A vast number of different methodologies for developing computer-based information systems are available. They form a motley spectrum in the sense that they apply to different parts of the development process and to different modes of thinking and acting. At a meta-level relative to methodologies is the discipline that deals with these differences and the applicability of methodologies in different situations. It encompasses theories, ideas and, especially, appreciation approaches, i.e. approaches to understand, evaluate and compare methodologies.

This article is a survey of the appreciation approaches found in the literature. The survey has been conducted as a soft systems enquiry. The appreciation approaches are understood and partly evaluated by mapping them unto a soft systems model that explicate how to answer the fundamental question of: Which methodologies in which situations?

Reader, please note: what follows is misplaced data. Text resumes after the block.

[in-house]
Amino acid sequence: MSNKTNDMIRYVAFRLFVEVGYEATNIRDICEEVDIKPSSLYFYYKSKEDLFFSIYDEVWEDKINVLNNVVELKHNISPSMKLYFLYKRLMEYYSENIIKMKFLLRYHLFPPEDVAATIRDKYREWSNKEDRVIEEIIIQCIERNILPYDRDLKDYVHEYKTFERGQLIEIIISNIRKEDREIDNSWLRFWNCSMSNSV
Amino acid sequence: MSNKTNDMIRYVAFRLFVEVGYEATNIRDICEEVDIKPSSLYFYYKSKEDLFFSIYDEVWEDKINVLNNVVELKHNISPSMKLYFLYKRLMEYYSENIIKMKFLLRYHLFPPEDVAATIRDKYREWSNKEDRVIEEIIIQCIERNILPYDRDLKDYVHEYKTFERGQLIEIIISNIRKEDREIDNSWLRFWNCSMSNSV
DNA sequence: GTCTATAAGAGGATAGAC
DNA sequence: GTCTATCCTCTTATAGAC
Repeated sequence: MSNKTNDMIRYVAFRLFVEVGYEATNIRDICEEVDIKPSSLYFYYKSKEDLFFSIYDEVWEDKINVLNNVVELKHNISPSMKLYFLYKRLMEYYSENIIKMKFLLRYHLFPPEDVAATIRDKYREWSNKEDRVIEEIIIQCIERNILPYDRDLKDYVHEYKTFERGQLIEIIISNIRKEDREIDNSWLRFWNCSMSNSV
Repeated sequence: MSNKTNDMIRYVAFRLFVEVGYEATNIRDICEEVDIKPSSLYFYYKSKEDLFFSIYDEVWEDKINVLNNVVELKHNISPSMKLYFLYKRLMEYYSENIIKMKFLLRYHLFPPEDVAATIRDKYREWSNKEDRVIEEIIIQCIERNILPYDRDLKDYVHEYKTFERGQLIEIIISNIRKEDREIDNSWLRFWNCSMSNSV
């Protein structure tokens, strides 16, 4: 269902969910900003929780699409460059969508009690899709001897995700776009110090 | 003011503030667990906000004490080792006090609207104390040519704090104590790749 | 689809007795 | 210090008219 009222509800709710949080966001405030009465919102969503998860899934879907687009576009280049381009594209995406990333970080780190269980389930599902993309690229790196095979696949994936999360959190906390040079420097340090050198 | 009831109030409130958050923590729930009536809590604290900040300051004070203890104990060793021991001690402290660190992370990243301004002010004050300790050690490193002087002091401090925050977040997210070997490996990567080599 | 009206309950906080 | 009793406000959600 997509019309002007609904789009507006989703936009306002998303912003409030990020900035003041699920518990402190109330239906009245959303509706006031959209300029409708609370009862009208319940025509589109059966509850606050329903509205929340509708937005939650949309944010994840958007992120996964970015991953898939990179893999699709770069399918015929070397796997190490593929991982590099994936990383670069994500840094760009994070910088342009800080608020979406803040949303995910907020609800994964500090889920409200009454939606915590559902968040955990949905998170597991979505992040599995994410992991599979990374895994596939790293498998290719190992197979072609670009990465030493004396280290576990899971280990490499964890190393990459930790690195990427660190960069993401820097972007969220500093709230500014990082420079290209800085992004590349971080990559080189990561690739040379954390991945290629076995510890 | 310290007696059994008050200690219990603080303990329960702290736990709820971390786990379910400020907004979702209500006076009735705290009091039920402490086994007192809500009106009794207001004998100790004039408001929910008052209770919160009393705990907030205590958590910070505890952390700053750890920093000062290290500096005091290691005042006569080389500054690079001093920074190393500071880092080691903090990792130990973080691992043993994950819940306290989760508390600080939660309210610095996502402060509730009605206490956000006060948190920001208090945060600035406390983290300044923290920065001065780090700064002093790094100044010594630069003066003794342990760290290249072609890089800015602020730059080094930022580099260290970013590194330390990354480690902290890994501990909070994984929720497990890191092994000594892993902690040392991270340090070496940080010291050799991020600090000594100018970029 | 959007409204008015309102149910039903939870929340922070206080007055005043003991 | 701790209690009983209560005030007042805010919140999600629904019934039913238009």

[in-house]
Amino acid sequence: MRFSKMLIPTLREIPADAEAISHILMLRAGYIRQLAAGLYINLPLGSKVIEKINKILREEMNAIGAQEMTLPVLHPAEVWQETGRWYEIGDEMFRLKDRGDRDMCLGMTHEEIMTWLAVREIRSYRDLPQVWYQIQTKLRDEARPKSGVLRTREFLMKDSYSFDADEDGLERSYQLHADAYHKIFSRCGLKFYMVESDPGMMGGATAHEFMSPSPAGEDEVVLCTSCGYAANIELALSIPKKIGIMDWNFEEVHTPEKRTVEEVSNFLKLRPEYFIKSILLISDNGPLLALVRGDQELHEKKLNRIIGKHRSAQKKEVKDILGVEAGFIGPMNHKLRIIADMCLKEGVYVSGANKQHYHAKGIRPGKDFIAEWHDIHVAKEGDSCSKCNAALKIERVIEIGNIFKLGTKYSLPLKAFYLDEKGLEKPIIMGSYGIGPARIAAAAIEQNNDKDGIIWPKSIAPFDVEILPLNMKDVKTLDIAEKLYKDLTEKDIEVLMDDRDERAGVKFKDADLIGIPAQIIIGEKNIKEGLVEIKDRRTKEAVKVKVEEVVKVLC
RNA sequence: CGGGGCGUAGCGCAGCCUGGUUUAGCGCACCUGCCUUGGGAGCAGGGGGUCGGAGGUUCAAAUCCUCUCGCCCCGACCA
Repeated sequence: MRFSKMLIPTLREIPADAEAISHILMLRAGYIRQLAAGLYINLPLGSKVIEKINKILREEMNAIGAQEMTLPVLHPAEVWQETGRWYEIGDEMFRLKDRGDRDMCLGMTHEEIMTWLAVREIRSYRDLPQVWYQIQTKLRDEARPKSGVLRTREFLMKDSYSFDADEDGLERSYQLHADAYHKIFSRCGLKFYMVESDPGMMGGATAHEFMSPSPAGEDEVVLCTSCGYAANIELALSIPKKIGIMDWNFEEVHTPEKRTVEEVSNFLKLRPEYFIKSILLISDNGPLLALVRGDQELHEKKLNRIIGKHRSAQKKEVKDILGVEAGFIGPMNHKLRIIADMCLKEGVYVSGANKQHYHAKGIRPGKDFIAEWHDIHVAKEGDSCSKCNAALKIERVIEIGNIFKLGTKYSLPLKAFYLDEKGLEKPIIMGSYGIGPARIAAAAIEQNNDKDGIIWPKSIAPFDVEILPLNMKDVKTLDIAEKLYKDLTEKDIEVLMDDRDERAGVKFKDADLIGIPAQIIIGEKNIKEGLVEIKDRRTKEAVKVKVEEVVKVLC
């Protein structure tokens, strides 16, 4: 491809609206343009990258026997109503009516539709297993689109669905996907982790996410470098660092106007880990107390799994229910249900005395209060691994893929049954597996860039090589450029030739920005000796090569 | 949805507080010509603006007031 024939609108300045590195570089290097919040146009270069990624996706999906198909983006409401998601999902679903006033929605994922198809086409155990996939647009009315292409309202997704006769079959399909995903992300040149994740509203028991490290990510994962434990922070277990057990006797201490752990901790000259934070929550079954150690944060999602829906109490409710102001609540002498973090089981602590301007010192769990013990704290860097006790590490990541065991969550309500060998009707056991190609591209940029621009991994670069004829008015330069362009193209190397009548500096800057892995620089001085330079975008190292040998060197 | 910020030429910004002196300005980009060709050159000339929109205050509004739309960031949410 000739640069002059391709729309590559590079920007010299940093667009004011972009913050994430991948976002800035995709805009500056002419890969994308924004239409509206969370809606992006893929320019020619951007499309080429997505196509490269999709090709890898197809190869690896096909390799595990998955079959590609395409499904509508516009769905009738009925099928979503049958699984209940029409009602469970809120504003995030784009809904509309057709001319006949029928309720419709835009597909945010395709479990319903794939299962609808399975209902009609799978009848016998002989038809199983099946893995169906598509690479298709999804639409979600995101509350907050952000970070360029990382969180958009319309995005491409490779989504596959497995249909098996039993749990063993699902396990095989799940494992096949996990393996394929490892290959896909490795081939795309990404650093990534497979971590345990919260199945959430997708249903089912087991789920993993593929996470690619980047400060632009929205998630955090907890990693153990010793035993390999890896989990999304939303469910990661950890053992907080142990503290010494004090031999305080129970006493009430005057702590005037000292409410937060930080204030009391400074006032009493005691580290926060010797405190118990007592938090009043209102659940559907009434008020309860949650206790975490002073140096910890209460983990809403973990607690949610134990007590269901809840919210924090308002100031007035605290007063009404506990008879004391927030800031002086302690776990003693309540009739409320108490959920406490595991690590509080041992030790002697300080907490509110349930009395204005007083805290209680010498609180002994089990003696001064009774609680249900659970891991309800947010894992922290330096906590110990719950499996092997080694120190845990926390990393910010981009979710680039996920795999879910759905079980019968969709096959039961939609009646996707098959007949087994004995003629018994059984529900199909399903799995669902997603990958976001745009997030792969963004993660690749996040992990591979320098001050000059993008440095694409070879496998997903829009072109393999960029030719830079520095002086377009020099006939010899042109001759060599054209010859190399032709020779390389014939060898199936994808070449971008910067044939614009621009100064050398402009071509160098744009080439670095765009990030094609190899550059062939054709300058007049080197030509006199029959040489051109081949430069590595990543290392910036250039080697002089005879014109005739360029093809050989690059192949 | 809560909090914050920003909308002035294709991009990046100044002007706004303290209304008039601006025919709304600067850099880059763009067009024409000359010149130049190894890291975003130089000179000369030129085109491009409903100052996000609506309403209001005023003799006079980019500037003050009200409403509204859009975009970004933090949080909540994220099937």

It is argued that the appreciation approaches found are static and general in the sense that the fundamental question is assessed detached from a particular situation. Furthermore, it is argued on the basis of Schon's theory on reflection-in-action and Checkland's soft systems thinking that we need appreciation approaches that facilitate dynamic and situational thinking about the use of methodologies.